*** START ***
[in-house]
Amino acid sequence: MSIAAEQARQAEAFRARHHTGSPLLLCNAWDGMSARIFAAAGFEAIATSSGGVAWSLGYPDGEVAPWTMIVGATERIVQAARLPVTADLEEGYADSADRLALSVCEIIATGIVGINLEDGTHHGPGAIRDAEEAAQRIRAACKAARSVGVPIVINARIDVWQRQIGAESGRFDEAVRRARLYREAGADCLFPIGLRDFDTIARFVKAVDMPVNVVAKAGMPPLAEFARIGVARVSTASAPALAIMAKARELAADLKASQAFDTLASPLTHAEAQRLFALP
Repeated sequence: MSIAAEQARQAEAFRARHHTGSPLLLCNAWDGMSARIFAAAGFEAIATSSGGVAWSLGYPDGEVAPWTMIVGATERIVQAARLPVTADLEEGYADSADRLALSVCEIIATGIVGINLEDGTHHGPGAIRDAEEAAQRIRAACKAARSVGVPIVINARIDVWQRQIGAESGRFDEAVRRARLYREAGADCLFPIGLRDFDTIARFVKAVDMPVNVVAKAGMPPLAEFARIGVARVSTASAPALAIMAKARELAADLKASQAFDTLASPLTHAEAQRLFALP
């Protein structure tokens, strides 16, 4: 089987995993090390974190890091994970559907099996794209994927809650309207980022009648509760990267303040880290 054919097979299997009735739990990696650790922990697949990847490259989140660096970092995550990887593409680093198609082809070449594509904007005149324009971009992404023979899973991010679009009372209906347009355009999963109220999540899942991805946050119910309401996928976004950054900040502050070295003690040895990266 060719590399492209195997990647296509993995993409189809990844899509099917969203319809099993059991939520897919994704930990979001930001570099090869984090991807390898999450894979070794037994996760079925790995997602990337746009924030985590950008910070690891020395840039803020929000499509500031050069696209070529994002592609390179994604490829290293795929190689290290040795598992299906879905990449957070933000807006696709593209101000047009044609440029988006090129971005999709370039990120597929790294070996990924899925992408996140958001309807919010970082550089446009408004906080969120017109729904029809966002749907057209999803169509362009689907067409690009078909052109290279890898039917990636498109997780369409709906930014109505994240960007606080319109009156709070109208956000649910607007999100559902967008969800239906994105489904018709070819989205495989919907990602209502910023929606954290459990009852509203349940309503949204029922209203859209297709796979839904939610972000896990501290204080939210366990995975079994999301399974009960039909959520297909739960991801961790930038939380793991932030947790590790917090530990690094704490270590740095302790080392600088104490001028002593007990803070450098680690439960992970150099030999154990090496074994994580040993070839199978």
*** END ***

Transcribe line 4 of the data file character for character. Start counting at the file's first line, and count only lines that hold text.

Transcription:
């Protein structure tokens, strides 16, 4: 089987995993090390974190890091994970559907099996794209994927809650309207980022009648509760990267303040880290 054919097979299997009735739990990696650790922990697949990847490259989140660096970092995550990887593409680093198609082809070449594509904007005149324009971009992404023979899973991010679009009372209906347009355009999963109220999540899942991805946050119910309401996928976004950054900040502050070295003690040895990266 060719590399492209195997990647296509993995993409189809990844899509099917969203319809099993059991939520897919994704930990979001930001570099090869984090991807390898999450894979070794037994996760079925790995997602990337746009924030985590950008910070690891020395840039803020929000499509500031050069696209070529994002592609390179994604490829290293795929190689290290040795598992299906879905990449957070933000807006696709593209101000047009044609440029988006090129971005999709370039990120597929790294070996990924899925992408996140958001309807919010970082550089446009408004906080969120017109729904029809966002749907057209999803169509362009689907067409690009078909052109290279890898039917990636498109997780369409709906930014109505994240960007606080319109009156709070109208956000649910607007999100559902967008969800239906994105489904018709070819989205495989919907990602209502910023929606954290459990009852509203349940309503949204029922209203859209297709796979839904939610972000896990501290204080939210366990995975079994999301399974009960039909959520297909739960991801961790930038939380793991932030947790590790917090530990690094704490270590740095302790080392600088104490001028002593007990803070450098680690439960992970150099030999154990090496074994994580040993070839199978």